Asian swim giants trade blows as Schooling breezes to win

Alastair HIMMER
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Singapore's Joseph Schooling broke the stranglehold of China and Japan, who had hitherto won every gold medal on offer, by retaining his Asian crown in the 100 metres butterfly

China and Japan hurled bombs at each other in the Asian Games pool on Wednesday before Singapore's Olympic champion Joseph Schooling finally pierced the armour of the swimming superpowers.

Chinese juggernaut Sun Yang and Japan's Rikako Ikee saw history bids put on ice as the two countries vied for dominance in Jakarta, ending a pulsating evening tied on 14 gold medals apiece with two days left.

Schooling broke the stranglehold of China and Japan, who had hitherto won every gold medal on offer, by retaining his Asian crown in the 100 metres butterfly.

The 23-year-old, who stunned Michael Phelps in Rio two years ago to win Singapore's first-ever Olympic title in any sport, breezed to victory in a Games best 51.04 seconds with China's Li Zhuhao a distant second.

"I've had an up and down last two years," said Schooling, who returned to the pool to help Singapore take bronze in the 4x100m freestyle.

"But that's part of the cycle. You can't always be in tip-top shape but what's important is to step up and grind it through -- that's what defines a champion."

Roared on by a travelling army of racily dressed cheergirls, Sun failed in his bid to capture a record ninth Asian Games swimming gold for China, victim of a Japanese ambush in the 4x100m free.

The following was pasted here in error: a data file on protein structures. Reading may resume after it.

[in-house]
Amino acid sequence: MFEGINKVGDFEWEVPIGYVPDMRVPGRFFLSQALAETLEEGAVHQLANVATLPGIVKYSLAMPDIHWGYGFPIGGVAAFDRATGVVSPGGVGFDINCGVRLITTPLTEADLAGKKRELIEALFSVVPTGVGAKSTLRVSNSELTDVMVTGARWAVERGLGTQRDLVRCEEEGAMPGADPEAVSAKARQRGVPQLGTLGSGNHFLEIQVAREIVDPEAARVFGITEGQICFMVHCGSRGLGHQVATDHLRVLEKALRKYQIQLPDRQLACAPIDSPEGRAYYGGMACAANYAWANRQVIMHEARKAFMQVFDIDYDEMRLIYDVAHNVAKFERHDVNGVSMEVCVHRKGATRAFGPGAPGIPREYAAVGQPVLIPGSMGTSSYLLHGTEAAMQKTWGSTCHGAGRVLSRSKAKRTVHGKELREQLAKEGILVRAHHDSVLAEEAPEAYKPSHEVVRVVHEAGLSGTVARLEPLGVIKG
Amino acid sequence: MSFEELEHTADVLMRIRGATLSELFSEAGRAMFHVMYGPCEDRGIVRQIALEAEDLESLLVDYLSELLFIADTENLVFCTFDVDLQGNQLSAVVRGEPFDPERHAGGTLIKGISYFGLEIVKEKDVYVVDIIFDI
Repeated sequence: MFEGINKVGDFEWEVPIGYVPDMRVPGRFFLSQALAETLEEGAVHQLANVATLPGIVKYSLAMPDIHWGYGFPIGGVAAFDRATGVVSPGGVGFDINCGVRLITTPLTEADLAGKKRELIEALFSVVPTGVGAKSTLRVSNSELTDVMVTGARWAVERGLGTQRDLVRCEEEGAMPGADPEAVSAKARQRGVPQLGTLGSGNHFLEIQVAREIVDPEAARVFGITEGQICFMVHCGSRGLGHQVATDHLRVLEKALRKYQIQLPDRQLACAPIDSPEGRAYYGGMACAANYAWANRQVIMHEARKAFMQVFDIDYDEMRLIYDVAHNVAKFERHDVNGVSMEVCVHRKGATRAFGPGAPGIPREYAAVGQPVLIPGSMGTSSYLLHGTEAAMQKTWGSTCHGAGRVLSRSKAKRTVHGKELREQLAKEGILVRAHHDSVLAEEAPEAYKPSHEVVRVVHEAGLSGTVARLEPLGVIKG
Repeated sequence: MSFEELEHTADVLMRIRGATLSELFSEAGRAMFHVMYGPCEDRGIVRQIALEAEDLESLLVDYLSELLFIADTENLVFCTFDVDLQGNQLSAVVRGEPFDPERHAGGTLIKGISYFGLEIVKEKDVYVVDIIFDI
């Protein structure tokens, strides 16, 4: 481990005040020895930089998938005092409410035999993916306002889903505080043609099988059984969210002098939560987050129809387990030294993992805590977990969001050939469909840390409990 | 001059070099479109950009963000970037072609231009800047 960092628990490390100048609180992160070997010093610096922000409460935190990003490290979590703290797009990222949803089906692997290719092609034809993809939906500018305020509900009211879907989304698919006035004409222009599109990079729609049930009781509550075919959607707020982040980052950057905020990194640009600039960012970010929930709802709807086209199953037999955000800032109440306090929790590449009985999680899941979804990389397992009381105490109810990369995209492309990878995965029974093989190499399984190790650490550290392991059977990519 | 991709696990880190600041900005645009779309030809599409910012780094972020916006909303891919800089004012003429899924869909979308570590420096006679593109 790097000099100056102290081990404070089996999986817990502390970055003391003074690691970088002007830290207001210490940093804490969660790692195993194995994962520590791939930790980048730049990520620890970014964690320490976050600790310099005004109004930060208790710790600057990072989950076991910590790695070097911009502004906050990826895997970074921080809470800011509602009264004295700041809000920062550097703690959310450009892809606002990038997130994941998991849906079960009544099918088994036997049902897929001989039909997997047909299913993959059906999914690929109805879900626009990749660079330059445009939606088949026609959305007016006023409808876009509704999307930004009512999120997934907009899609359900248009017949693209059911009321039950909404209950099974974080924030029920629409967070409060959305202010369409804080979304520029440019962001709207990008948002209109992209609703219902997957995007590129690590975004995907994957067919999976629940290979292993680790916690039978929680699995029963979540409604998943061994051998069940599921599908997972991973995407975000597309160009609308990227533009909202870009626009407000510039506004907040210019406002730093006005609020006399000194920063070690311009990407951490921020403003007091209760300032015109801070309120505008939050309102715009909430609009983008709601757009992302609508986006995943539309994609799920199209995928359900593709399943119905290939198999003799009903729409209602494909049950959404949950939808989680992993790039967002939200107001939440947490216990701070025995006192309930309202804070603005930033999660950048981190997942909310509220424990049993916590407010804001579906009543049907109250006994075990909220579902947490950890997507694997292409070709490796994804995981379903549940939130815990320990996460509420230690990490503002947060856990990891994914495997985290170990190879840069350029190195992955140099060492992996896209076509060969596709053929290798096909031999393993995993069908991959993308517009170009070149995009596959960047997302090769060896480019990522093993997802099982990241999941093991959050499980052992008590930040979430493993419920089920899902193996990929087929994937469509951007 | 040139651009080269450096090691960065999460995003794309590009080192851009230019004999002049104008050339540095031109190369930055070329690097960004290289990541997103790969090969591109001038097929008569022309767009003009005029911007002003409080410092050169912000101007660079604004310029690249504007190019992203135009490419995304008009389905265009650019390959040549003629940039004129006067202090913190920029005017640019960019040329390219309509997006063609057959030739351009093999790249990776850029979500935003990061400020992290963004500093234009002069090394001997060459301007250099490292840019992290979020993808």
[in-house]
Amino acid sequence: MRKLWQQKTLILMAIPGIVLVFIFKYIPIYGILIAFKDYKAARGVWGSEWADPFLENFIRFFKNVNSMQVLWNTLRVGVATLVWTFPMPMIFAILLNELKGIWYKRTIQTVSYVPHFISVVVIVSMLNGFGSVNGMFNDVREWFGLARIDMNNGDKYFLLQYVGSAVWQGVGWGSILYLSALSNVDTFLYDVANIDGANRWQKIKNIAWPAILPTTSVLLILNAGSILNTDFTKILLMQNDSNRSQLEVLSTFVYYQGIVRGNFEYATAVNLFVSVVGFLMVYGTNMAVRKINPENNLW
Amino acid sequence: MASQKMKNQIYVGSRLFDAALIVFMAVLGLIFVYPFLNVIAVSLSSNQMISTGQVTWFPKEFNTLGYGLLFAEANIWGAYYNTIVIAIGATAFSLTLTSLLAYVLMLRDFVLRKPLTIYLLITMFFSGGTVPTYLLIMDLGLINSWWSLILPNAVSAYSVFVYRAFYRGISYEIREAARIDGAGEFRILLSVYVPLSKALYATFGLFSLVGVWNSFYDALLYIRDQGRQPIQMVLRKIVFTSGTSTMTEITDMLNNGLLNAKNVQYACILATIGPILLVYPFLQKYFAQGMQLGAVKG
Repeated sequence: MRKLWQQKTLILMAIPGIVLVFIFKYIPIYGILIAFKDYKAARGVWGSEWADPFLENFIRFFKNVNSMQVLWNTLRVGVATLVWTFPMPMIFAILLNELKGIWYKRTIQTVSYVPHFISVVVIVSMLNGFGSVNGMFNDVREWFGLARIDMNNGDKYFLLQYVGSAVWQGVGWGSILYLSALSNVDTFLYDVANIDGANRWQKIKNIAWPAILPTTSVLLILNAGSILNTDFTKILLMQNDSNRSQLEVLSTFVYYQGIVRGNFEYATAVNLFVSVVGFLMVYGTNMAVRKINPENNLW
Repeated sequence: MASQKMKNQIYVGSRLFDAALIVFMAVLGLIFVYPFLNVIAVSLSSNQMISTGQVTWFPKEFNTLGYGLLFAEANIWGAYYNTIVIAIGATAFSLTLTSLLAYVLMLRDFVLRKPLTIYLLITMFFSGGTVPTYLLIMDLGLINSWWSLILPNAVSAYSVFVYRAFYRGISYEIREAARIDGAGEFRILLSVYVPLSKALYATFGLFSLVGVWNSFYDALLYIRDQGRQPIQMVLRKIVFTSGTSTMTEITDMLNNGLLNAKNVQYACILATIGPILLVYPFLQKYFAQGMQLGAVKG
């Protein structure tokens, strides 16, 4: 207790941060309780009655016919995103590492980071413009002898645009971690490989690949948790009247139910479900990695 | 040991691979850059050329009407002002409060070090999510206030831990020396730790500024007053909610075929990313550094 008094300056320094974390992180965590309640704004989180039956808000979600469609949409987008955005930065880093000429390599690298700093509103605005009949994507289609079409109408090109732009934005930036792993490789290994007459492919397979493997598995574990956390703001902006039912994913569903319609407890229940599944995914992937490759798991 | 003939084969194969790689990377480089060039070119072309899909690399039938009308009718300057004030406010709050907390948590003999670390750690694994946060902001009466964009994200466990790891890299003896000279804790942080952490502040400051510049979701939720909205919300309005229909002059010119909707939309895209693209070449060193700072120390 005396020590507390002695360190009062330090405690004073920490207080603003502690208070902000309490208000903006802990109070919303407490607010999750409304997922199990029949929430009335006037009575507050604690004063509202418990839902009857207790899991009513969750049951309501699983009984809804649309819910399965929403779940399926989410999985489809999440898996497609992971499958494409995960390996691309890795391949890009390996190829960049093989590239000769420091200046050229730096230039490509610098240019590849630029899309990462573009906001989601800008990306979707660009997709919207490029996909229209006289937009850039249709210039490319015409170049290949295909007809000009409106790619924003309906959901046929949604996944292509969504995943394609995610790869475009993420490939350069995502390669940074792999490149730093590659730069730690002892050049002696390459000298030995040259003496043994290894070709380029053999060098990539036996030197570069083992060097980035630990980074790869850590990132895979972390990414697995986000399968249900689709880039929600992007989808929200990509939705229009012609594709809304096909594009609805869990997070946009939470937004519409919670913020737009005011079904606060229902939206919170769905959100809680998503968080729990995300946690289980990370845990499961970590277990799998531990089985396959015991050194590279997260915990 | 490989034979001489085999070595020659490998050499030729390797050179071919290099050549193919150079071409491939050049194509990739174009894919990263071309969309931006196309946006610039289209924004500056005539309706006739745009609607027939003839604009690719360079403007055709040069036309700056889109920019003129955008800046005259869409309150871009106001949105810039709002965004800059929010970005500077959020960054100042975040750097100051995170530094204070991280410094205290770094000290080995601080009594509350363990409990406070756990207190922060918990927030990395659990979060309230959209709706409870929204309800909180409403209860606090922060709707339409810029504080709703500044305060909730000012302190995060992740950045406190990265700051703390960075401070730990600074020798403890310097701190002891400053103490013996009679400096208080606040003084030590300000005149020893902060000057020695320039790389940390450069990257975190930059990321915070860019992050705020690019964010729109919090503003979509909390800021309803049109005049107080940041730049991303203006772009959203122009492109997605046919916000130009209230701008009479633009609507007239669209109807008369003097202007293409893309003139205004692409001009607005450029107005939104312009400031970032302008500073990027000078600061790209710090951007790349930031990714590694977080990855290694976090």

But barring unforeseen disaster, the three-time Olympic champ will reach the mark in the 1,500m free on the final day of competition.

"I only got the call to swim the relay this morning," revealed Sun, who has already scooped gold in the 200, 400 and 800m freestyle this week.

"But I swam great and we did everything we could -- the Japanese sprinters are simply faster at the moment, that's a fact."

- Golden girl Ikee -

Japan's Ikee will also have to wait to equal countrywoman Yoshimi Nishigawa's five gold medals at a single Asian Games in 1970 and 1974.

But the 18-year-old, who has tasted victory in the 50 fly, 100 fly, 100 free and the 4x100m free, still collected her sixth medal -- a silver behind China in the mixed 4x100 medley relay.

Meanwhile, Olympic champion Kosuke Hagino, who claimed a magnificent seven medals at the 2014 Asian Games, was upset by fellow Japanese Daiya Seto in the 400m individual medley.

Seto inflicted a punishing defeat on the favourite and title holder to win in 4:08.79.

Hagino, who has struggled with form since his Rio success, touched in 4:10.30, ahead of Wang Shun of China's 4:12.31.

"That felt great," said Seto, who also bagged gold in the 200m fly earlier in the week. "It's a big boost looking forward to the Tokyo Olympics."

Earlier, Japan's Yasuhiro Koseki robbed Olympic champ Dmitriy Balandin of his Asian crown in the 100m breaststroke, setting a Games record of 58.86 ahead of China's Yan Zibei (59.31) just 24 hours after winning the 200m gold.

Kazakh hero Balandin, who has suffered a lengthy Rio hangover and admitted after the heats that he was considering retirement, took bronze.

Sixteen-year-old Li Bingjie took gold in the women's 200m free, before Zhang Yufei added another gold to China's impressive haul by winning the women's 200m fly.